- I must first make good the distinction between the situations where the two different types of retention arise. I can then deal with the first situation very shortly, since, on that form of retention, I agree with the judgment of Lord Hope. I shall then examine how the court decides whether to allow retention of the second kind.
Retention – withholding performance
- The fact that the word “retention” is used in a variety of ways, which can lead to confusion, is well recognised. See, for instance, W M McBryde, The Law of Contract in Scotland 3rd ed, (2007), pp 563-565, paras 20-62 – 20-65. In W M Gloag and J M Irvine, Law of Rights in Security (1897), pp 303-304, Gloag mentions a number of different doctrines to which the term has been applied. In particular, he identifies the right of a party to withhold performance of his obligation under a mutual contract, if the counter obligation is not performed. He also mentions the case of retention or lien, where the person in possession of property belonging to another is entitled to retain it in security of debts or obligations due to him by the owner.
- In his later work, The Law of Contract (2nd edition, 1929), p 623, Gloag says that the term “retention” is often used to refer to the “right of one party to withhold performance of the obligations he has undertaken under a contract until performance of the obligations in which he is creditor.” A similar approach is found, for example, in Kames, Principles of Equity (new edition, 1825), p 344. This formulation is wide enough to cover the situation where, for example, A leases 100 acres of land to B, but remains in possession of 10 of those acres. B is entitled to refuse to pay the rent unless and until A actually performs his obligation to give B possession of the entire 100 acres. B’s obligation to pay the rent arises only once A performs his obligation to put B in possession of the whole 100 acres.
- Lord Fullerton put the point succinctly in a much-quoted passage in
Graham v Gordon (1843) 5 D 1207, 1211:
“Rent is not liquid in the sense that a sum due by bond is. It is matter of contract in consideration of something to be done. It is paid for possession of the subject let. If the tenant says he has not got entire possession, that is a good answer to the claim for rent.”
In such a case there is no question of the tenant withholding or retaining rent that is due to the landlord: on the contrary, the tenant withholds the rent on the ground that he has no obligation to pay it because the landlord has not performed the obligation for which the rent is the consideration. See also, for example, Lovie v Baird’s Trs (1895) 23 R 1.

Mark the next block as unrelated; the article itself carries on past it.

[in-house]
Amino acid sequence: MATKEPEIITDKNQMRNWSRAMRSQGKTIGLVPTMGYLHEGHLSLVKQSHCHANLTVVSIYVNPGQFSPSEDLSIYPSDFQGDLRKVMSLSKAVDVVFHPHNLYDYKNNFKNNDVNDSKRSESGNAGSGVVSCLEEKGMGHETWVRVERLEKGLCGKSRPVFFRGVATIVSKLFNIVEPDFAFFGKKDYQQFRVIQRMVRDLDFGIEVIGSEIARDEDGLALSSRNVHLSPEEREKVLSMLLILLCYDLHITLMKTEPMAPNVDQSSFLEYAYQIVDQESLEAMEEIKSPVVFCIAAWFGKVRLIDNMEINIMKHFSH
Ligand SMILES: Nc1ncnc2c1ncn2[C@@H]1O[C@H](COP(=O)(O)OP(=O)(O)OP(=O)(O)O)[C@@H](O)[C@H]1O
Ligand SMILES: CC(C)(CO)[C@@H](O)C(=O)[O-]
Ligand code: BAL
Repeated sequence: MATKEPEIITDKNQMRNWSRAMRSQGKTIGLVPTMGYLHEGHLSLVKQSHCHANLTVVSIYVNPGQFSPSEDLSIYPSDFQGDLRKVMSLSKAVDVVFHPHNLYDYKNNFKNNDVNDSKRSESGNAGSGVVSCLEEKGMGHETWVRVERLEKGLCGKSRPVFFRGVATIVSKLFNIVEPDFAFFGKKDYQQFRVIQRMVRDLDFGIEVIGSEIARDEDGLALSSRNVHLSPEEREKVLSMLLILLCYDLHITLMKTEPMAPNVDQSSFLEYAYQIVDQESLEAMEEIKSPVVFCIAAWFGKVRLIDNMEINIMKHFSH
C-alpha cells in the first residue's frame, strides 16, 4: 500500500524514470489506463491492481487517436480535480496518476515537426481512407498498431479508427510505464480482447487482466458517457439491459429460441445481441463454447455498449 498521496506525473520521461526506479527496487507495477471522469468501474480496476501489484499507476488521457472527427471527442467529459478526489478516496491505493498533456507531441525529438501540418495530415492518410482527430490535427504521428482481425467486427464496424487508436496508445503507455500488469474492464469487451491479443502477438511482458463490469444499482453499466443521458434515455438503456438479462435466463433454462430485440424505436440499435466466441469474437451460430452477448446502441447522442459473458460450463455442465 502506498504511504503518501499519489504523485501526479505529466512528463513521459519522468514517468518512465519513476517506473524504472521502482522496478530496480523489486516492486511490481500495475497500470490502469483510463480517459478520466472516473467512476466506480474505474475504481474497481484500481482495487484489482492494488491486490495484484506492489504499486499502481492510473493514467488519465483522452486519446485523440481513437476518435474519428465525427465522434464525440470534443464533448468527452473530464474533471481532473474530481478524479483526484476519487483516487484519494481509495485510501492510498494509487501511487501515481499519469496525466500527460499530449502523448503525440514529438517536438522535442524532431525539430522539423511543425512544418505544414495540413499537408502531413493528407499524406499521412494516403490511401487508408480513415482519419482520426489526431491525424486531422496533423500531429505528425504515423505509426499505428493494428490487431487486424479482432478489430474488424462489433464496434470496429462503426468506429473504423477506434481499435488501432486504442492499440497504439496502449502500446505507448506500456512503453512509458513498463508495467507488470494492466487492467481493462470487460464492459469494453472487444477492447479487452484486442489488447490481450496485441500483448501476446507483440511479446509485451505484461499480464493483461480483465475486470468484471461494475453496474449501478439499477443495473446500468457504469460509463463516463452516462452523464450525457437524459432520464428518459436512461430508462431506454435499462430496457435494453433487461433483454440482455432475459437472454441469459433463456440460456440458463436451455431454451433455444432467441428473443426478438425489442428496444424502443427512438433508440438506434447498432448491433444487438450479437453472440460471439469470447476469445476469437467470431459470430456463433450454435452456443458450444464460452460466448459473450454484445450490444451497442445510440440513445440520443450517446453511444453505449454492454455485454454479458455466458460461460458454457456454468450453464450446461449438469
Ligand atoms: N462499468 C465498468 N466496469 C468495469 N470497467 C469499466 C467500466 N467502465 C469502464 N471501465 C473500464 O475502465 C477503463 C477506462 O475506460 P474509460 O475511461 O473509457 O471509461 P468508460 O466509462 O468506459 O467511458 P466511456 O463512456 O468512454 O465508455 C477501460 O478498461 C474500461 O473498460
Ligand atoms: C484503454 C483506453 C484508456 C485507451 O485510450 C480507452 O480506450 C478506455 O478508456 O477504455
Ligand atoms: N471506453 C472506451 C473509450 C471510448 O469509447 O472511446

- The same can apply where a pursuer claims the price for carrying out works. If the defender disputes that the works were properly carried out, the pursuer must prove that they were. Unless and until he does so, his claim is illiquid
and the defender is not obliged to pay. See, for instance, Johnston v Robertson
(1861) 23 D 646, 656, per Lord Justice Clerk Inglis:
“Every action on a mutual contract implies that the pursuer either has performed, or is willing to perform, his part of the contract; and it is, therefore, always open to the defender to say that under the contract a right arises also to him to demand performance of the contract before the pursuer can insist in his action.”
- In the present case Tullis Russell do not dispute that Inveresk transferred ownership of the various assets on the Completion Date, 9 June 2005, in accordance with Clause 2.1 of the Assets Purchase Agreement. At which point, Tullis Russell paid the Initial Consideration. But they say – and the Court now holds – that Inveresk have no liquid claim for the Additional Consideration for those assets because it has not been agreed or determined in accordance with Part 3 of the Schedule. So, for that reason, Tullis Russell are under no obligation to pay the Additional Consideration at present. Any possible obligation to do so will arise only when the Additional Consideration is ascertained, either by agreement, or under some procedure to be determined by the commercial judge. If and when that day arrives, Tullis Russell want to be able to withhold payment of the Additional Consideration on two grounds: first, because, they say, Inveresk are in breach of their reciprocal contractual obligations to them and, secondly, pending the outcome of their claims for damages against Inveresk in the other action.
Withholding Performance and Claiming Damages
- Besides withholding payment until the pursuer establishes that he has performed the obligation giving rise to the obligation to pay, a defender may undoubtedly go further and claim that the pursuer’s breach of contract actually caused him loss.
- That said, the case law and literature on defenders’ claims for damages in actions for the price of a contract are notoriously confusing. For a modern reader, the older arguments and discussions are particularly difficult to follow because the counsel and judges were working in a system where, in an action for payment of a debt, the defender could plead any entitlement to damages only as a defence to the pursuer’s claim – in the hope of using those damages to reduce or even extinguish any sum that would otherwise be due to the pursuer. If he wanted to go further, and actually recover the full amount of any damages, the defender had to raise a separate action against the pursuer. So far as the Court of Session is concerned, that remained the position until the law was changed by section 6(2) of the Administration of Justice (Scotland) 1933 and Rule 13 of the Rules of Court 1935.